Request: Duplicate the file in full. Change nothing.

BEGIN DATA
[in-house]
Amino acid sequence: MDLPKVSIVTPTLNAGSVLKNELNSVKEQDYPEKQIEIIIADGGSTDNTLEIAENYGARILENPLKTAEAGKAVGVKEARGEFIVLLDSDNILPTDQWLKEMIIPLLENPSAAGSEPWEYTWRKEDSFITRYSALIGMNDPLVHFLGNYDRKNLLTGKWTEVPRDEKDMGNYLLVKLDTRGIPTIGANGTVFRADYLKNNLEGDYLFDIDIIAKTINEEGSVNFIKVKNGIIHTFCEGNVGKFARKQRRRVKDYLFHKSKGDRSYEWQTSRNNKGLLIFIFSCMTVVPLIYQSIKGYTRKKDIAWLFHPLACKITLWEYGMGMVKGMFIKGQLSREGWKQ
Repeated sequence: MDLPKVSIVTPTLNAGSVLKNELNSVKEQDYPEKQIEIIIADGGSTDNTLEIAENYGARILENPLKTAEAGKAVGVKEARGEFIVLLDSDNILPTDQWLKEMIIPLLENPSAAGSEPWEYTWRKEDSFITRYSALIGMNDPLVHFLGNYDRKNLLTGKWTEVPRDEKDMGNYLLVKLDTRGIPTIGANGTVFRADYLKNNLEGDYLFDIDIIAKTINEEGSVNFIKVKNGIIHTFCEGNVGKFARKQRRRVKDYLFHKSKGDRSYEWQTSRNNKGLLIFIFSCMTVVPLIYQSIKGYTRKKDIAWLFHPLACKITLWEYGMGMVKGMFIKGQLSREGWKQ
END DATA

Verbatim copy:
[in-house]
Amino acid sequence: MDLPKVSIVTPTLNAGSVLKNELNSVKEQDYPEKQIEIIIADGGSTDNTLEIAENYGARILENPLKTAEAGKAVGVKEARGEFIVLLDSDNILPTDQWLKEMIIPLLENPSAAGSEPWEYTWRKEDSFITRYSALIGMNDPLVHFLGNYDRKNLLTGKWTEVPRDEKDMGNYLLVKLDTRGIPTIGANGTVFRADYLKNNLEGDYLFDIDIIAKTINEEGSVNFIKVKNGIIHTFCEGNVGKFARKQRRRVKDYLFHKSKGDRSYEWQTSRNNKGLLIFIFSCMTVVPLIYQSIKGYTRKKDIAWLFHPLACKITLWEYGMGMVKGMFIKGQLSREGWKQ
Repeated sequence: MDLPKVSIVTPTLNAGSVLKNELNSVKEQDYPEKQIEIIIADGGSTDNTLEIAENYGARILENPLKTAEAGKAVGVKEARGEFIVLLDSDNILPTDQWLKEMIIPLLENPSAAGSEPWEYTWRKEDSFITRYSALIGMNDPLVHFLGNYDRKNLLTGKWTEVPRDEKDMGNYLLVKLDTRGIPTIGANGTVFRADYLKNNLEGDYLFDIDIIAKTINEEGSVNFIKVKNGIIHTFCEGNVGKFARKQRRRVKDYLFHKSKGDRSYEWQTSRNNKGLLIFIFSCMTVVPLIYQSIKGYTRKKDIAWLFHPLACKITLWEYGMGMVKGMFIKGQLSREGWKQ